The Canadian Press reported last week that at least three Tory MPs who ran for party leader this year are now facing challenges for their seats: Kellie Leitch, Brad Trost and Deepak Obhrai.

CBC News has learned of at least two more Conservative MPs facing challenges: Edmonton area MP Mike Lake and Jim Eglinski, who represents the western Alberta riding of Yellowhead.

Nomination races in any party can risk creating bad blood, though Conservatives have remained largely cordial thus far.

In the case of the Renfrew-Nipissing-Pembroke face-off, Gallant has a long history in the riding and beat her second-placed Liberal challenger last election by more than 13 percentage points.

Foot in mouth 

However, Gallant has also garnered public attention for controversy and missteps.

She publicly apologized in 2016 for using an image of slain Cpl. Nathan Cirillo, the Canadian soldier who died three years ago in the attack on Parliament Hill, in a partisan fundraiser that offered potential donors Easter hams.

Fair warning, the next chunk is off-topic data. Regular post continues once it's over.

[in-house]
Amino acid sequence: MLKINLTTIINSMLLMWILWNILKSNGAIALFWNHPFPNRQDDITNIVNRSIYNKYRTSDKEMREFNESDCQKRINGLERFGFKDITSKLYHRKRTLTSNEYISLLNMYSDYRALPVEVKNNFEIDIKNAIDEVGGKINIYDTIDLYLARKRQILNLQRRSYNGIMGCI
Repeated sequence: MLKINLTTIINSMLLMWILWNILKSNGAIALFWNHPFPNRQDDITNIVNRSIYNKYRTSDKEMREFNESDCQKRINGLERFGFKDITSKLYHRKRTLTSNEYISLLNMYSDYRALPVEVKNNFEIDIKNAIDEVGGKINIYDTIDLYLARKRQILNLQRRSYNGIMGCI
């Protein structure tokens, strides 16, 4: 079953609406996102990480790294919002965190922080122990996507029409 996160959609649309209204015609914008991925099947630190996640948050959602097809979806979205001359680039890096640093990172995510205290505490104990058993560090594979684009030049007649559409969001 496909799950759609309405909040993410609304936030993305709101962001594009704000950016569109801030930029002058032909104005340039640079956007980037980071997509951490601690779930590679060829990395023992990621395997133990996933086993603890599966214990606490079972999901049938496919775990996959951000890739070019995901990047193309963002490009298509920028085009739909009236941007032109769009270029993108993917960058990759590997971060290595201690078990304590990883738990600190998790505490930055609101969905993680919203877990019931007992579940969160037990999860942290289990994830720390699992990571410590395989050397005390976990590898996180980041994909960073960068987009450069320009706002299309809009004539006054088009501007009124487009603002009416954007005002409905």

In 2015, she was criticized for saying Ontario's sex education curriculum was written by someone facing child pornography charges, which it was not, and that it might result in children being "groomed for exploitation."

Mike Coates, the former chair of Kevin O'Leary's campaign, is challenging Gallant. (Hill and Knowlton/hkstrategies.ca)

Coates said he chose the riding because it's where he lives, not because of Gallant's record.

"This is not about Cheryl," he said. "The party put together a democratic process in November and they're looking for a good democratic race. I've chosen to compete in the riding that I'm housed."